Navratan korma is a vegetarian korma made with vegetables and either paneer (an Indian cheese) or nuts – or sometimes both. “Navratan” means nine gems, and it is common for the recipe to include nine different vegetables.
Korma (from Turkish kavurma), also spelled kormaa, qorma, khorma, kurma, or qovurma, is a dish originating in South Asia consisting of meat or vegetables braised in a spiced sauce made with yogurt, cream, nut or seed paste.
The word “korma” is derived from Urdu ḳormā or ḳormah, meaning “braise”, derived in turn from Turkish kavurma, literally meaning “cooked meat”. Korma (قورمه in Persian) has its roots in the Mughlai cuisine of modern-day India and Pakistan. It is a characteristic Moghul dish which can be traced back to the 16th century and to the Mughal incursions into present-day Northern India, Pakistan and Bangladesh. Classically, a korma is defined as a dish where meat or vegetables are braised with water, stock, and yogurt or cream added. The technique covers many different styles of korma.
The flavour of a korma is based on a mixture of spices, including ground coriander and cumin, combined with yogurt kept below curdling temperature and incorporated slowly and carefully with the meat juices. Traditionally, this would have been carried out in a pot set over a very low fire, with charcoal on the lid to provide all-round heat. A korma can be mildly spiced or fiery and may use lamb, chicken, beef or game; some kormas combine meat and vegetables such as spinach and turnip. The term Shahi (English: Royal), used for some kormas indicates its status as a prestige dish, rather than an everyday meal, and its association with the court.
Impress your guests with a delicious navratan korma that would surely win all hearts. Look at this step-wise video that presents this terrific recipe with plenty of fresh vegetables and a flavorful gravy. See this video and give it a try.
- Oil 2 Tablespoon
- Carrots 1/4 Cup (4 tbs), diced
- Potato 1/4 Cup (4 tbs), diced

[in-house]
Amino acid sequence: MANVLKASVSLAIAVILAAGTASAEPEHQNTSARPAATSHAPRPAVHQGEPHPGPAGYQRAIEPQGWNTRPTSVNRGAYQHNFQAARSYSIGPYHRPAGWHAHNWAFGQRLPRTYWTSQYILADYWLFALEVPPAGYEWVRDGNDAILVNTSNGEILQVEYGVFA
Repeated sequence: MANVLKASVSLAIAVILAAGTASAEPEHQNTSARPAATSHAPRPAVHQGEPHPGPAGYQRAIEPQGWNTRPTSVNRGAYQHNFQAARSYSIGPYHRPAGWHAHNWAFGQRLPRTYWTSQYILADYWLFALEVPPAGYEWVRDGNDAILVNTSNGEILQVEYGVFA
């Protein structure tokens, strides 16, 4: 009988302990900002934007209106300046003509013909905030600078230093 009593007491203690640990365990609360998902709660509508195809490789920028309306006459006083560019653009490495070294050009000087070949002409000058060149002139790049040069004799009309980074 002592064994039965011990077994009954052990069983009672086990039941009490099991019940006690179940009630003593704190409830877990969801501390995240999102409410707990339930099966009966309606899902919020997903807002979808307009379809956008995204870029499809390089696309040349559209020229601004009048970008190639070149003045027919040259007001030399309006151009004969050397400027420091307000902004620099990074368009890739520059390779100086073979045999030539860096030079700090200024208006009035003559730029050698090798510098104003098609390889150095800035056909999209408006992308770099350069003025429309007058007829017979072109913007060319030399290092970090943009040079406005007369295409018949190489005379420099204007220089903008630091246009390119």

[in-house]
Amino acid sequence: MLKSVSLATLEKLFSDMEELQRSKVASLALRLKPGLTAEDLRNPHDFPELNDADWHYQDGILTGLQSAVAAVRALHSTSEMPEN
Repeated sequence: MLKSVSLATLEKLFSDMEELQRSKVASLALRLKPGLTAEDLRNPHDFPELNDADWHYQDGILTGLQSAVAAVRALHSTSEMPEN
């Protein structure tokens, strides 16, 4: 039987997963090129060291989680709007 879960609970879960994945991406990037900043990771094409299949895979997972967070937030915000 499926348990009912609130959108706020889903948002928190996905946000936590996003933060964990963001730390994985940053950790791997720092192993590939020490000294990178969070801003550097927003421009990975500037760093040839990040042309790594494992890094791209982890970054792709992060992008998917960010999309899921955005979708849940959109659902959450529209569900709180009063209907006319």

- Cauliflower 1/4 Cup (4 tbs)
- Green beans 2 Tablespoon
- Green peas 1/4 Cup (4 tbs)
- Bell peppers 1/4 Cup (4 tbs)
- Fenugreek leaves 2 Tablespoon
- Paneer cubes 1/4 Cup (4 tbs)
- Raisins 2 Tablespoon
- Crushed tomatoes/Tomato puree 1/4 Cup (4 tbs)
- Turmeric 1/2 Teaspoon (Use as per taste)
- Red chili powder 1 Teaspoon (Use as per taste)
- Paprika 1 Tablespoon (Use as per taste)
- Punjabi masala 1 Tablespoon (Use as per taste)
- Salt To Taste
- Sugar To Taste (Optional)
- Heavy cream 1/4 Cup (4 tbs)
- Cilantro 2 Tablespoon (For the garnish)
- Oil 1 Tablespoon
- Cumin seeds 1 Teaspoon
- Onions 1/4 Cup (4 tbs), chopped
- Garlic 1 Tablespoon , chopped (Use as required per taste)
- Ginger 1 Tablespoon , chopped (Use as required per taste)
- Water 1 Tablespoon (Use as required to make a smooth paste)
- Cashew 2 Tablespoon
- Take a pan heated with a couple of tablespoons of oil, add the cumin seeds and when they crackle add the onions and cook till tender.
- Add the ginger, garlic, and cashew and stir to cook it a little.
- Add onion, ginger and garlic mixture into the blender and blend to a smooth paste. Add water as required to make a smooth paste.
- Take a pan, heat it with oil, add the carrots, potato, green beans and peas, cauliflowers, bell peppers and stir. Add salt to taste and stir well.
- Add the fenugreek leaves, paneer cubes and prepared onion paste, raisins, tomato puree and mix well.
- Add the spices such as turmeric, red chili powder, paprika and punjabi garam masala.
- Cover and cook for a while.
- After a few minutes, uncover and add the heavy cream, stir gently to combine. Add a little water to add gravy to the korma. Stir for a couple of minutes and turn off the heat.
- Garnish with freshly chopped cilantro leaves and fried cashews, if desired.
- Serve this navratan korma warm with plain rice, roti or paratha.
- Onion paste can be prepared ahead of time and stored in the freezer for later use.
- The vegetables can be boiled separately and added or added and sauteed as shown in the video.
- Paneer can be fried separately and added if desired.
- Other variations for using heavy cream are soya cream or corn starch dissolved in water.